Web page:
We also have been exploring doing a nanny-share with another family at our current daycare since they have a child who is just two weeks younger than Panda. They also have multiple kids and will be placing their older child in a school for ages two-and up. We’ve discussed doing a nanny-share until both kids turn two. I’ve covered the pros and cons of center-based daycares, in-home daycares and nanny-shares here.

Looking at daycares

I contacted at least ten center-based daycares in our area based on location and, if the information was available online, the price. Most daycares do not list prices on their website. I also got information on additional daycares from other parents at our current daycare. Anything over our budget, I crossed off my list immediately. Daycares that had hours that were too short were also nixed because we need at least 10 hours of coverage. Based on ones that looked like they fit our parameters, I started scheduling tours.

Questions we asked

Having been through two daycares with Lion already and one for Panda, we had a much better sense of what we were looking for in a daycare. Additionally, I now realize what some of the concerns are for each of our individual children based on their personalities. Here are a list of questions/considerations that I asked about, as well as questions that I had answered even if I didn’t initially think about them along with some of my own reactions:

  • Is the daycare licensed and accredited? In Maryland, pretty much all daycares are licensed, but many were “in the process” of being accredited.
  • What professional development opportunities/requirements are there?
  • How long have various staff/teachers been at this center? Does there seem to be a high rate of turnover? One of the biggest drawbacks at our current daycare has been the extremely high rate of turnover; throughout our two years at this center, the director, lead toddler teacher and one aide have remained consistent but the other six to eight staff members have all changed a minimum of one, if not as many as five times for each position. To me, this is a signal of how happy teachers are and how stable the environment is for kids.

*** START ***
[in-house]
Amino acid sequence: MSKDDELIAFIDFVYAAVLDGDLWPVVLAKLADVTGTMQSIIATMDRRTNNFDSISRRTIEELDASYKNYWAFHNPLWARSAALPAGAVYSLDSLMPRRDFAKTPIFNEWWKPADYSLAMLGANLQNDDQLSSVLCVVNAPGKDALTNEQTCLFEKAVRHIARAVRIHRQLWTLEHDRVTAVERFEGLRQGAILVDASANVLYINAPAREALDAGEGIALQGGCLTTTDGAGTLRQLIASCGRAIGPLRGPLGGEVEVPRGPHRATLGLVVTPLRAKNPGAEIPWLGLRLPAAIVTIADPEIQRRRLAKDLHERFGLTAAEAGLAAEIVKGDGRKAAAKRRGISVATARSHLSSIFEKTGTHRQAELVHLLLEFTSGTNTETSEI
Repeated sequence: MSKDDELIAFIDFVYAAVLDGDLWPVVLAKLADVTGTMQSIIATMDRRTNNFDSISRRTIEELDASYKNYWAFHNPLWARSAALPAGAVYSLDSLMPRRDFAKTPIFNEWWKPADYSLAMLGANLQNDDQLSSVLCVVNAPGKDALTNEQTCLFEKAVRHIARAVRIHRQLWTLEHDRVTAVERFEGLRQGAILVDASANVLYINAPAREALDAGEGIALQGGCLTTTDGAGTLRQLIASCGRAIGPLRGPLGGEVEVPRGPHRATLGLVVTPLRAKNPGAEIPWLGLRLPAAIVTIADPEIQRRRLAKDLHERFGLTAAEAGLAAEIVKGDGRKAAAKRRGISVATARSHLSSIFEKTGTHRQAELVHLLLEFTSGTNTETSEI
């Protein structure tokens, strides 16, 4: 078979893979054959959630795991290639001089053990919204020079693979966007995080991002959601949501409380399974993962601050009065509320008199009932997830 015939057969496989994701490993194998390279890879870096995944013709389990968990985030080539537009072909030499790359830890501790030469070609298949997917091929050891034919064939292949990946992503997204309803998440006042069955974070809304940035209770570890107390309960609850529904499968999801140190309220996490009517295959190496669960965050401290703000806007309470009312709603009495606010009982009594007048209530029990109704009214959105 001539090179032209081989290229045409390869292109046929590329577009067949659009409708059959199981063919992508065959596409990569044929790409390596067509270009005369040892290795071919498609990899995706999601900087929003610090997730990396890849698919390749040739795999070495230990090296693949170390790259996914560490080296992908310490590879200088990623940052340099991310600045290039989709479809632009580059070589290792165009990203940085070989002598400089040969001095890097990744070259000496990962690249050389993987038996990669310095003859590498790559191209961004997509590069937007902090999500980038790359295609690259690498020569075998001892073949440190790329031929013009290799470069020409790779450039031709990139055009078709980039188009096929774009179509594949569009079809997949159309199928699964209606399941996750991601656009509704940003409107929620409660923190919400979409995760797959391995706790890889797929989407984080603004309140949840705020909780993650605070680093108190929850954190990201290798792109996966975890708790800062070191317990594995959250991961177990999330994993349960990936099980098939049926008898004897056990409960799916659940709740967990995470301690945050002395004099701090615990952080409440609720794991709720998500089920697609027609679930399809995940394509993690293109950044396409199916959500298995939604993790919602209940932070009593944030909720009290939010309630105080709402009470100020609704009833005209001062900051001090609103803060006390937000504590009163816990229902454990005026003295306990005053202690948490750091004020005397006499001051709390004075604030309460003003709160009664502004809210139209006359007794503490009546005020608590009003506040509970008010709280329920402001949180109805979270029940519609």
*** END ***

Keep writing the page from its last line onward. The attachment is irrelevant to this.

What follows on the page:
• Are snacks/meals provided? Can I see a menu? If meals are provided, is outside food allowed? Is your school a nut-free zone? If we have to provide our own lunches, is there a microwave/toaster oven to heat up the food? What beverages are served? Our current daycare provides snacks, but parents can cross out foods they don’t want their child to have and provide alternatives.
  • Can we leave strollers/car seats at the daycare during the day? If the daycare is walkable, it’s nice to be able to leave strollers there.
  • What is your biting policy? How do you handle biting and other inappropriate behavior? I was very wary of schools that had a three-bite policy and refused to tour any with this policy because while Lion was never a biter, Panda certainly seems to be.
  • How do you handle tantrums? Hello, toddlerhood.
  • What is the snow/inclement weather policy? These were widely divergent because while all the daycares we looked at were near are home in Maryland, some followed our county’s school district, others followed the county’s school district’s administrative office policy, while others adhered to the Federal Government status. The policies may be more uniform in other regions, but the closures based on these three different options vary dramatically. During the massive snowstorm that shutdown DC in 2016, the Federal Government reopened on a delay on Wednesday (snowstorm began on Friday evening) whereas most school districts in the region closed for the entire week.